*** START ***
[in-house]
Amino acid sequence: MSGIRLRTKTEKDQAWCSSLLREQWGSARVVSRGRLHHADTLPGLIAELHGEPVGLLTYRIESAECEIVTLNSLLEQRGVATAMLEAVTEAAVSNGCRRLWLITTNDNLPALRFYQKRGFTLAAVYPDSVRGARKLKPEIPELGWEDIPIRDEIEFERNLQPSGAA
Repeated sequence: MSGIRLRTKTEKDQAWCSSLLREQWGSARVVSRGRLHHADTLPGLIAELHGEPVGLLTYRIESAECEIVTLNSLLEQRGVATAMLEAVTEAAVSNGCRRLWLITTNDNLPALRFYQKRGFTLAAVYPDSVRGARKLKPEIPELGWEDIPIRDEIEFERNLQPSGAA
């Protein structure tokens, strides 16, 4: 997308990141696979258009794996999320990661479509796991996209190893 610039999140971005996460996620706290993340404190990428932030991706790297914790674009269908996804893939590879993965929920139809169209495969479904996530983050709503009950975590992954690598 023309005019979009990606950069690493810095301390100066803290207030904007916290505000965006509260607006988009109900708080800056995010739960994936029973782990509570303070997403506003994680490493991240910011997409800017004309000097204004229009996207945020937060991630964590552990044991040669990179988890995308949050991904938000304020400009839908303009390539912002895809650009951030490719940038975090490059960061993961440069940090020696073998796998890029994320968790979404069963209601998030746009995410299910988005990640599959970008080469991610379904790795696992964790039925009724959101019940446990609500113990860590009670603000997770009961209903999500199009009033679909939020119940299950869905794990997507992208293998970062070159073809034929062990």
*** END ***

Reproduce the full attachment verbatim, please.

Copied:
[in-house]
Amino acid sequence: MSGIRLRTKTEKDQAWCSSLLREQWGSARVVSRGRLHHADTLPGLIAELHGEPVGLLTYRIESAECEIVTLNSLLEQRGVATAMLEAVTEAAVSNGCRRLWLITTNDNLPALRFYQKRGFTLAAVYPDSVRGARKLKPEIPELGWEDIPIRDEIEFERNLQPSGAA
Repeated sequence: MSGIRLRTKTEKDQAWCSSLLREQWGSARVVSRGRLHHADTLPGLIAELHGEPVGLLTYRIESAECEIVTLNSLLEQRGVATAMLEAVTEAAVSNGCRRLWLITTNDNLPALRFYQKRGFTLAAVYPDSVRGARKLKPEIPELGWEDIPIRDEIEFERNLQPSGAA
């Protein structure tokens, strides 16, 4: 997308990141696979258009794996999320990661479509796991996209190893 610039999140971005996460996620706290993340404190990428932030991706790297914790674009269908996804893939590879993965929920139809169209495969479904996530983050709503009950975590992954690598 023309005019979009990606950069690493810095301390100066803290207030904007916290505000965006509260607006988009109900708080800056995010739960994936029973782990509570303070997403506003994680490493991240910011997409800017004309000097204004229009996207945020937060991630964590552990044991040669990179988890995308949050991904938000304020400009839908303009390539912002895809650009951030490719940038975090490059960061993961440069940090020696073998796998890029994320968790979404069963209601998030746009995410299910988005990640599959970008080469991610379904790795696992964790039925009724959101019940446990609500113990860590009670603000997770009961209903999500199009009033679909939020119940299950869905794990997507992208293998970062070159073809034929062990």